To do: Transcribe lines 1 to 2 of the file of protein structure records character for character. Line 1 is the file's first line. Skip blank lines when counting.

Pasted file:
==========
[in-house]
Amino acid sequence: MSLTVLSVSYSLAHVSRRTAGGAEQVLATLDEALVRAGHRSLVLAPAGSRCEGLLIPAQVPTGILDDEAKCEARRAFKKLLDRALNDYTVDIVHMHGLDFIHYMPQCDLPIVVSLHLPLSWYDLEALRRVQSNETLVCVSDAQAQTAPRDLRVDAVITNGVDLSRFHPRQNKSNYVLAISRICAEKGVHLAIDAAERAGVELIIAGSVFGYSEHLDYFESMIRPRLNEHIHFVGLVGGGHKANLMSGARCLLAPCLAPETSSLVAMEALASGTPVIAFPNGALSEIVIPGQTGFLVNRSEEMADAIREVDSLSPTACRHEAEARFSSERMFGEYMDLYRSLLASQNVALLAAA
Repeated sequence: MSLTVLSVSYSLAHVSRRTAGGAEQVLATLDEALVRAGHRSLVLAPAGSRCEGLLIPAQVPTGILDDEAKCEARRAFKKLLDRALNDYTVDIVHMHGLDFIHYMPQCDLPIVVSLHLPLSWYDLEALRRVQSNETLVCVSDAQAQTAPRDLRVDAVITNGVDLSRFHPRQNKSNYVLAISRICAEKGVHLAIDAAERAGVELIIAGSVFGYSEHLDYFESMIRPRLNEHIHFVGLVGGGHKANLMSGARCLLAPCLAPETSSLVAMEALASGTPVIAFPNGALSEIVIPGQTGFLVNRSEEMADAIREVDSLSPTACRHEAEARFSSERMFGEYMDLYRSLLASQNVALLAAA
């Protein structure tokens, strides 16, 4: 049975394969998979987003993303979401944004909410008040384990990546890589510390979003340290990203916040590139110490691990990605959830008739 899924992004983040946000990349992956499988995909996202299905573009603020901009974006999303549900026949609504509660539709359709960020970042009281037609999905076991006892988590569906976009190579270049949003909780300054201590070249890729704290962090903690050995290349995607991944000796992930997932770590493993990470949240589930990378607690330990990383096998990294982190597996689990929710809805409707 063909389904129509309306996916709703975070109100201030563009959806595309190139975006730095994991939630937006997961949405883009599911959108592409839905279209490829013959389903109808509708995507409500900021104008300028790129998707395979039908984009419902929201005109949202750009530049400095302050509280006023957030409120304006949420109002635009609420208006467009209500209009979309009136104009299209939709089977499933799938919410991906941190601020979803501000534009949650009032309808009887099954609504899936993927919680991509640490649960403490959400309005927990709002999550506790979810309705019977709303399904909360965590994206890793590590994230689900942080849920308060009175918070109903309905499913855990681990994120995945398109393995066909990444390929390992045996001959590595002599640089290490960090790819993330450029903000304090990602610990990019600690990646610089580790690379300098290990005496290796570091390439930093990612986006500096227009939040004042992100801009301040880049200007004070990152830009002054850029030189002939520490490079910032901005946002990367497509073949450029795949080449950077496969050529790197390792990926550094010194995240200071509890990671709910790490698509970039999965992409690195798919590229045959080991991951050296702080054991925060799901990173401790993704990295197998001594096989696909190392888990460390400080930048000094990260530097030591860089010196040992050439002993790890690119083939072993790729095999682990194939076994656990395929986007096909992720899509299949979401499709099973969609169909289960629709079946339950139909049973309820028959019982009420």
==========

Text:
[in-house]
Amino acid sequence: MSLTVLSVSYSLAHVSRRTAGGAEQVLATLDEALVRAGHRSLVLAPAGSRCEGLLIPAQVPTGILDDEAKCEARRAFKKLLDRALNDYTVDIVHMHGLDFIHYMPQCDLPIVVSLHLPLSWYDLEALRRVQSNETLVCVSDAQAQTAPRDLRVDAVITNGVDLSRFHPRQNKSNYVLAISRICAEKGVHLAIDAAERAGVELIIAGSVFGYSEHLDYFESMIRPRLNEHIHFVGLVGGGHKANLMSGARCLLAPCLAPETSSLVAMEALASGTPVIAFPNGALSEIVIPGQTGFLVNRSEEMADAIREVDSLSPTACRHEAEARFSSERMFGEYMDLYRSLLASQNVALLAAA